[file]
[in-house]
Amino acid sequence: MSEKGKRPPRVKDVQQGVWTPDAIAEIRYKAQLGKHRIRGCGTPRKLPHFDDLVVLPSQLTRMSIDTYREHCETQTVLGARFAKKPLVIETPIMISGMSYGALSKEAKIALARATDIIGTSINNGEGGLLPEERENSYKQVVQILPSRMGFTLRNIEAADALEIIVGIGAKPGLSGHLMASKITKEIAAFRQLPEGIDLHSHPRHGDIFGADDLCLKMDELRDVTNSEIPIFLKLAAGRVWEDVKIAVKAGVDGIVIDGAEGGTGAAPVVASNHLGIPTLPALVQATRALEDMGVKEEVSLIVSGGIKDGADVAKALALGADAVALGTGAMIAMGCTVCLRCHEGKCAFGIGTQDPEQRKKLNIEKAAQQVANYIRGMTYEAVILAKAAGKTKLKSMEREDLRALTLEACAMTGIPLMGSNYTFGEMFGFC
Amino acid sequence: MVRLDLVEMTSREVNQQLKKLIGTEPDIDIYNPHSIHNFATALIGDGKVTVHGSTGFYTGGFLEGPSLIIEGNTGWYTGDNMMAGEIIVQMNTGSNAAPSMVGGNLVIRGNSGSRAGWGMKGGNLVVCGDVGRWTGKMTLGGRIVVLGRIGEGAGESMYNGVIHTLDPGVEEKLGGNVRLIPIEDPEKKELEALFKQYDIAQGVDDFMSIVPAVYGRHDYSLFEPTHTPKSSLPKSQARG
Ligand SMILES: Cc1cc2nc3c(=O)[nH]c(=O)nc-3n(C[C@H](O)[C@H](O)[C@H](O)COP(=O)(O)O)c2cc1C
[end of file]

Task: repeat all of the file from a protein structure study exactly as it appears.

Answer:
[in-house]
Amino acid sequence: MSEKGKRPPRVKDVQQGVWTPDAIAEIRYKAQLGKHRIRGCGTPRKLPHFDDLVVLPSQLTRMSIDTYREHCETQTVLGARFAKKPLVIETPIMISGMSYGALSKEAKIALARATDIIGTSINNGEGGLLPEERENSYKQVVQILPSRMGFTLRNIEAADALEIIVGIGAKPGLSGHLMASKITKEIAAFRQLPEGIDLHSHPRHGDIFGADDLCLKMDELRDVTNSEIPIFLKLAAGRVWEDVKIAVKAGVDGIVIDGAEGGTGAAPVVASNHLGIPTLPALVQATRALEDMGVKEEVSLIVSGGIKDGADVAKALALGADAVALGTGAMIAMGCTVCLRCHEGKCAFGIGTQDPEQRKKLNIEKAAQQVANYIRGMTYEAVILAKAAGKTKLKSMEREDLRALTLEACAMTGIPLMGSNYTFGEMFGFC
Amino acid sequence: MVRLDLVEMTSREVNQQLKKLIGTEPDIDIYNPHSIHNFATALIGDGKVTVHGSTGFYTGGFLEGPSLIIEGNTGWYTGDNMMAGEIIVQMNTGSNAAPSMVGGNLVIRGNSGSRAGWGMKGGNLVVCGDVGRWTGKMTLGGRIVVLGRIGEGAGESMYNGVIHTLDPGVEEKLGGNVRLIPIEDPEKKELEALFKQYDIAQGVDDFMSIVPAVYGRHDYSLFEPTHTPKSSLPKSQARG
Ligand SMILES: Cc1cc2nc3c(=O)[nH]c(=O)nc-3n(C[C@H](O)[C@H](O)[C@H](O)COP(=O)(O)O)c2cc1C